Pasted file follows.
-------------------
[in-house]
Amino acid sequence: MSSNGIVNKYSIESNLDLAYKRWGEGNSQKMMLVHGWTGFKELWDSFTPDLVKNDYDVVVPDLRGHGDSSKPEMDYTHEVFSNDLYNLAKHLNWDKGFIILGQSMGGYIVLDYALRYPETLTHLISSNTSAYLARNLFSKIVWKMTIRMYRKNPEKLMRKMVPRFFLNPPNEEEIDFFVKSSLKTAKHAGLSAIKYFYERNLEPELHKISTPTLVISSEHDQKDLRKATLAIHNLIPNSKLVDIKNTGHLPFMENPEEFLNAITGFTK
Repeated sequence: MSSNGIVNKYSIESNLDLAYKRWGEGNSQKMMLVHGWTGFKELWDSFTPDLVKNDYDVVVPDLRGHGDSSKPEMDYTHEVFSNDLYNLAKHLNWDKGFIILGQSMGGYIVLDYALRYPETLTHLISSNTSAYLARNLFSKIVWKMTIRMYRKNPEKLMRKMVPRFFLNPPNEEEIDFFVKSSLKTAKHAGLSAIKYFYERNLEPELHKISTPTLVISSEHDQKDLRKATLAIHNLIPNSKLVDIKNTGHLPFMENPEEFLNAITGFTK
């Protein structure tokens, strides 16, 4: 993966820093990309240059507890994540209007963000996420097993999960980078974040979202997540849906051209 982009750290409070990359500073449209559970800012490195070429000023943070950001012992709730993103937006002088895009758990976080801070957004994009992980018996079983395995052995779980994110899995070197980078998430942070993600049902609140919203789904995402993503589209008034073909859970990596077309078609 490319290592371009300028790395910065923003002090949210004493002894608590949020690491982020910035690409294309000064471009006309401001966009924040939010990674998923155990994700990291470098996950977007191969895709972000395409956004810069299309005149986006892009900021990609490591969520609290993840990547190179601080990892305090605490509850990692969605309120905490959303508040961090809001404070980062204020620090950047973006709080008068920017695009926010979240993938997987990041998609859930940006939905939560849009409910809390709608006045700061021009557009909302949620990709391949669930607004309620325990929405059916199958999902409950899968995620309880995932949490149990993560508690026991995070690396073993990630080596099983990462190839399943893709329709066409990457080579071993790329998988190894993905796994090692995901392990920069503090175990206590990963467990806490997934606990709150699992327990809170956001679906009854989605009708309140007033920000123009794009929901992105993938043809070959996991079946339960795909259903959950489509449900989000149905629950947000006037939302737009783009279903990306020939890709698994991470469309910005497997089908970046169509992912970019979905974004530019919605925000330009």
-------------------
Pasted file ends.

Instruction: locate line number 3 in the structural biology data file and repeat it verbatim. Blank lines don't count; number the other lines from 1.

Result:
Repeated sequence: MSSNGIVNKYSIESNLDLAYKRWGEGNSQKMMLVHGWTGFKELWDSFTPDLVKNDYDVVVPDLRGHGDSSKPEMDYTHEVFSNDLYNLAKHLNWDKGFIILGQSMGGYIVLDYALRYPETLTHLISSNTSAYLARNLFSKIVWKMTIRMYRKNPEKLMRKMVPRFFLNPPNEEEIDFFVKSSLKTAKHAGLSAIKYFYERNLEPELHKISTPTLVISSEHDQKDLRKATLAIHNLIPNSKLVDIKNTGHLPFMENPEEFLNAITGFTK